85 km north east of Beirut, is Lebanon's greatest Roman treasure, which can be counted among the wonders of the ancient world.
Baalbeck is the embodiment of the superlative. It is one of the world's greatest historical and best preserved Roman sites; the most gigantic, largest and most noble complex of Roman temples ever built, its columns are the taller ever erected, its stones are the largest ever used.
Towering high above the Beqaa plain, its monumental proportions proclaimed the power and wealth of Imperial Rome. Gods worshipped here, in its Acropolis which was constructed between the 1st and 3rd centuries, the Triad of Jupiter, Venus and Bacchus (Mercury), were grafted onto the indigenous deities of Hadad, Atargatis and a young male god of fertility.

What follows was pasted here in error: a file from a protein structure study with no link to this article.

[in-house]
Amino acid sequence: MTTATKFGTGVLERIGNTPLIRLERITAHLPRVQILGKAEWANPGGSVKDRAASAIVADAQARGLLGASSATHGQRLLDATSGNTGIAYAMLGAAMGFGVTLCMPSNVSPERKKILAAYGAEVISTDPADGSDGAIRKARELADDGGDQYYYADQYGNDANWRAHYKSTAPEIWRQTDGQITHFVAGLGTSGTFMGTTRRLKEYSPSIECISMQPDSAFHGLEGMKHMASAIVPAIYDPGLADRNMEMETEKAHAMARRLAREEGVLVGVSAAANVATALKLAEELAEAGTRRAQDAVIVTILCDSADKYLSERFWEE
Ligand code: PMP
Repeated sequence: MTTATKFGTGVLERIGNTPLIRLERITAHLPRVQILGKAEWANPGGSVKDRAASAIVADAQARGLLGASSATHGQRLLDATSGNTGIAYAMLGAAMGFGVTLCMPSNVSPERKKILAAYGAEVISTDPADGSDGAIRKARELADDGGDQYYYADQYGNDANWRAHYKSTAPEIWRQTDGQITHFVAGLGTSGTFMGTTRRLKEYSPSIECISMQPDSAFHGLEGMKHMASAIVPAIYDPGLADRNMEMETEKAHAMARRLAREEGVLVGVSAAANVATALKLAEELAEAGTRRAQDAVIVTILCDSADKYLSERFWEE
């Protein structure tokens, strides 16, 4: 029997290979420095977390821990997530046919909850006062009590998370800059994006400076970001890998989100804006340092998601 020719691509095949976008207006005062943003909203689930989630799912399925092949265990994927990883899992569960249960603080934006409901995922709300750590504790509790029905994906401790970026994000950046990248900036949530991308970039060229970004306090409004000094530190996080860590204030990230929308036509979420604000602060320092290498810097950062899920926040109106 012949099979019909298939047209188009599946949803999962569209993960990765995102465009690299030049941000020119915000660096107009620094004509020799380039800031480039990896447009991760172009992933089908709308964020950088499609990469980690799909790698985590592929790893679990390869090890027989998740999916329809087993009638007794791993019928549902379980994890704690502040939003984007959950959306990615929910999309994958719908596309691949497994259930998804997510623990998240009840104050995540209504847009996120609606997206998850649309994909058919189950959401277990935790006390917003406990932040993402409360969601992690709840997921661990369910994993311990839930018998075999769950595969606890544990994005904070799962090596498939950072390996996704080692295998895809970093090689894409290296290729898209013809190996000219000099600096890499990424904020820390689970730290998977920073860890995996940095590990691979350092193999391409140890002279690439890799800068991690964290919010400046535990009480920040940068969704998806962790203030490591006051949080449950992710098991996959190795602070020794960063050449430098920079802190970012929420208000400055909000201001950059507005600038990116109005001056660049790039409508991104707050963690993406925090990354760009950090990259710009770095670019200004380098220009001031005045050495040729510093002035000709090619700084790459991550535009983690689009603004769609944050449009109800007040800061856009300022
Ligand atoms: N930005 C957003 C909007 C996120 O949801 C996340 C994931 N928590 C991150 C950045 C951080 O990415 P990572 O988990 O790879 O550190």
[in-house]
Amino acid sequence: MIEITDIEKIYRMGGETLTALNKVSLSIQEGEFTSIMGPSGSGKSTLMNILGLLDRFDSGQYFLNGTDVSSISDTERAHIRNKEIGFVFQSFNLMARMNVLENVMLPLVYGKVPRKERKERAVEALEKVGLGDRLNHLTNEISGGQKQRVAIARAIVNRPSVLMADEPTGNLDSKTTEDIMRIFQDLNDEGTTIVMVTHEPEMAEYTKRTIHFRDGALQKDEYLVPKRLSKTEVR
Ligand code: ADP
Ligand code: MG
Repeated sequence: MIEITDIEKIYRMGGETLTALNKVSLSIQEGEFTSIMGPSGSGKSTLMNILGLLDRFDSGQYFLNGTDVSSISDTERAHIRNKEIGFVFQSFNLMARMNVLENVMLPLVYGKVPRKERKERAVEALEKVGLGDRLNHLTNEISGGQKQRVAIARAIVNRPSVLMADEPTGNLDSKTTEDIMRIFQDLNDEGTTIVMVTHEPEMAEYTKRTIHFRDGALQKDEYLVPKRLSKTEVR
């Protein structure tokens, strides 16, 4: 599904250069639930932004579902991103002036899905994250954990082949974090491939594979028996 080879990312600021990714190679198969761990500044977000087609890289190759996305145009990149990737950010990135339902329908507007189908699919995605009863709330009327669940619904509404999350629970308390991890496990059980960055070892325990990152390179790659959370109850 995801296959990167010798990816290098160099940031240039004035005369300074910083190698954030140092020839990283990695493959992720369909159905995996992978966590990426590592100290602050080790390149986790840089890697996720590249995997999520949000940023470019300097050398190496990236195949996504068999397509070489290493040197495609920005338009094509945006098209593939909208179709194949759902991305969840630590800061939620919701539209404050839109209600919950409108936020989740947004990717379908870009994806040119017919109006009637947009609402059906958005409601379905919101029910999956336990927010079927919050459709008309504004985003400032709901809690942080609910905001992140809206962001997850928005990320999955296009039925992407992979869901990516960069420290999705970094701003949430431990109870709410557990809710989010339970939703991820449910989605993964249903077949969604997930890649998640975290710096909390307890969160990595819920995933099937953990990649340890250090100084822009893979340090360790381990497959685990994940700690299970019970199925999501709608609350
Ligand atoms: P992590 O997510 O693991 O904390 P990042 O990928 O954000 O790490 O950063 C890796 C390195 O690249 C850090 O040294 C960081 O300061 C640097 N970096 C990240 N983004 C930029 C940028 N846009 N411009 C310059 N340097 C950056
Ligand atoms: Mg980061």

Local influences are also seen in the planning and layout of the temples, which vary from the classic Roman design.
In Jupiter Temple, only six of the 54 giant columns that originally surrounded the sanctuary survives today. The temple has an impressive podium and a vast rectangular courtyard where sacrifices were carried out. The sanctuary is reached through a Propylaea (monumental entrance) and hexagonal forecourt.
The town of Baalbeck has major remains from Islam times including the Grand Mosque built by Umayyad Caliphs with material borrowed from ancient monuments, and another mosque built in Mamluks time near the spring of Ras El-Ayn.
Over the centuries Baalbeck's monuments suffered from theft, war and earthquakes, as well as from numerous medieval additions. Fortunately, the modern visitor can see the site in something close to its original form thanks to work in the past hundred years by German, French and Lebanese archaeologists.